Tour’s Books Blog

August 31, 2012

Politics and Reading

If there’s a good excuse to get lost in a book, politics is it.  The relentless barrage of ads and news coverage drives me nuts.  So I look for escape in a good book or old movie.  Escape to a remote island with no electronics has a lot of appeal, but I do enjoy book swaps, so I just  practice ‘safe TV and internet’ – kind of like computer and TV condoms.  I leave political non-fiction, like the meticulously researched and documented Throw Them All Out by Peter Scheizer to my brother – who apparently reads no more than 20 pages at time before becoming so angry he has to stop.   I might have to break out the foil covered colander till after the election.

Books are great.  I can get a thriller on corrupt politicians (are there any other kind?) and maybe even kill them off between the pages of the book, plotting government agencies, terrorist masterminds, evil business moguls (again, are there any other kind?), clever spies and assassins, you name it.  Or maybe a nice mystery – bodies can pile up as you can figure out ‘who done it’.  But I admit, I recently wallowed in paranormal/UF.  Pure escapism, with body counts, of sorts, and I did try a few cozies.   SIGH!  Anyway, here are my opinions on some recent releases –

Precinct 13 by Tate Hallaway was pleasant surprise.  I hadn’t read much of her earlier work, so this was an impulse purchase.  OK – I liked the cover art and found the ‘police’ theme in appealing.  I do like my UF.  Alex Connor has been told she was crazy for years, especially by her stepmother who she keeps seeing as a monster.  Her boyfriend lands in trouble – and jail – and she lands in a psych ward and on anti-psychotics.  She also lands in Pierre, SD with no job despite a degree in forensic science.  So, as a kind of lark, she runs for Country Coroner/medical examiner.  Turns out, the former one was so corrupt he landed in jail and despite not ever campaigning, she won the job.

The steady income is nice and Pierre isn’t exactly the murder capital of the US, so it should be quite.  Then she got her first case with a cryptic message to NOT try and crack the dead man’s chest because he might be booby trapped.  HUH?  How is she supposed to autopsy someone without cutting them open?  Alone, she starts the process – when a snake comes out from behind the man’s heart the damn thing won’t let go despite her flailing around and cursing a blue streak.  It then sinks into her skin.  And if the freak factor weren’t high enough, the dead guy gets off the table, grabs his liver from the scale, gives her a dirty look, and walks out.

Completely freaked out by the snake in her skin and the walking dead man, she goes to the police chief – expecting to be fired or sent to a psych hospital.  Instead, he takes everything says with amazing calm and sends her to what looks like an empty store front.  Walking inside that building changes her life and turns everything she was trained to think by her therapists on its head.  Alexandra ‘Alex’ Connor is a witch and her cursing is what caused the snake to bond with her – possibly by a hex.  And she should probably have a familiar, but all she ever had was Valentine, the man who tried to protect from her stepmother.  And yeah, demons do exist and it sounds like her dad married one – a powerful one that hated her.  And the guy who walked off her autopsy slab?  Necromacer.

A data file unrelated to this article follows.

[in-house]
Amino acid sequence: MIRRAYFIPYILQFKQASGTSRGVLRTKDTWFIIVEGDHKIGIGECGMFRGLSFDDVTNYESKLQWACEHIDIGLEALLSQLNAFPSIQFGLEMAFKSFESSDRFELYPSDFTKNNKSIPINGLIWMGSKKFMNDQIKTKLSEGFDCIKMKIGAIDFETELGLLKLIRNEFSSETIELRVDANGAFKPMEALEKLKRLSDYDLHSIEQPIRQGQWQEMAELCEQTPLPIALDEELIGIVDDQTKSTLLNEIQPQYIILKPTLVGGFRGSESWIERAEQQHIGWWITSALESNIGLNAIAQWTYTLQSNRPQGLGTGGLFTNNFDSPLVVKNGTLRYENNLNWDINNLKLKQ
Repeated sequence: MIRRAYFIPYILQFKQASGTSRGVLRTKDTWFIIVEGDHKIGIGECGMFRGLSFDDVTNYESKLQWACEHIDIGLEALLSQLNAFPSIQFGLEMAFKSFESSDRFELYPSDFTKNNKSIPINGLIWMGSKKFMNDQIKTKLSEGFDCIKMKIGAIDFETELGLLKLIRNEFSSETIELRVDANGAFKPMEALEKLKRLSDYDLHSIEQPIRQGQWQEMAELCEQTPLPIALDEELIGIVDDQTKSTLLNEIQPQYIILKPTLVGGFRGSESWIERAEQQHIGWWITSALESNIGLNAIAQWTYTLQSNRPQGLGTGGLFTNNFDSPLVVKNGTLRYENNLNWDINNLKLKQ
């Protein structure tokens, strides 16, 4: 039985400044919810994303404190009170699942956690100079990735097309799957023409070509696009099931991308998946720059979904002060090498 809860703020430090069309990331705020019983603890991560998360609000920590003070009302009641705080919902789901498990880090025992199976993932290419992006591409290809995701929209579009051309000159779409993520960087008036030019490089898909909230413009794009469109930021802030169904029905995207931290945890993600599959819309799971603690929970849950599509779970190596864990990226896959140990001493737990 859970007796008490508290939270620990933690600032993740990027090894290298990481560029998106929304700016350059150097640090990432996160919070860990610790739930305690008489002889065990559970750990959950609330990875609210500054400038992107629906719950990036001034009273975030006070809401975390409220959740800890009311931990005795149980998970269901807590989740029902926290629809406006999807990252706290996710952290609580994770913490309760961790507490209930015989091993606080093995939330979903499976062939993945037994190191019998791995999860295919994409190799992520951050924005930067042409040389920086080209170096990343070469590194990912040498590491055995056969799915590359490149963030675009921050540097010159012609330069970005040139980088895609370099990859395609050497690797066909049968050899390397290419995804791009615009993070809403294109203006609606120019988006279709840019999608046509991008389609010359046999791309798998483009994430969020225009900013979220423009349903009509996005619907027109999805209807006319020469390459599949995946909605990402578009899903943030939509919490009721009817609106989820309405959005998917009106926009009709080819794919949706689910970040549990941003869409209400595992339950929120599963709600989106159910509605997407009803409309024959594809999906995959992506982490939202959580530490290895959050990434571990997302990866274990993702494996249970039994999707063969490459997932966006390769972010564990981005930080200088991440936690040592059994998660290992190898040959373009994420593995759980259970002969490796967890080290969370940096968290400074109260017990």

Though a bit uneven and not the most compelling writing, Precinct 13 spins an interesting tale that is likely the start of a series, with a lot of characters, many half developed, with a good premise and a lot of promise.  Certainly Tate Hallaway is no Kelly Gay, Alex Connor is no Charlie Madigan, nor is Precinct 13 Discount Armageddon by Seanan McGuire.  Her story lacked the rich depth of detail that really makes these books come alive, but overall, it was interesting, entertaining, and enjoyable.  Alex is an interesting character and Valentine even more so in many ways.  It left a lot of lose ends – deliberately, probably to starting spinning the threads of a series.  At least I hope a few, like the final disposition of the ‘bad guys’ get completely resolved.  A good first book that shows promise in a kind of unpolished way.

Is Precinct 13 worth $10.20?  Not really.  The Kindle edition is no bargain either.  Wait a bit and get a used copy, but do read it, especially if you’re a fan of lighter, but still creepy UF.  Recommended read.  Despite its flaws, I’m giving Precinct 13 a B- (3.5*)

Howl for It by Shelly Laurenston and Cynthia Eden brings us the story of Eggie Ray Smith and Darla Lewis, parents to the notorious Dee-Ann Smith in Like a Wolf With a Bone, a long novella.  Like almost all novellas, it never develops the depth of a novel, but unlike Miss Congeniality, the story of Niles von Holtz and Irene Conridge, which brought to life two very distinctive personalities with flair and style, Eggie and Darla was a rather flat and, well, dull.  I suppose it was mildly entertaining, but certainly not Laurenston at her finest and for one of her most enigmatic characters, aside from the end where Eggie briefly confronts his dad, the story kind of limps along almost, but not quite making it.  Disappointing on several levels.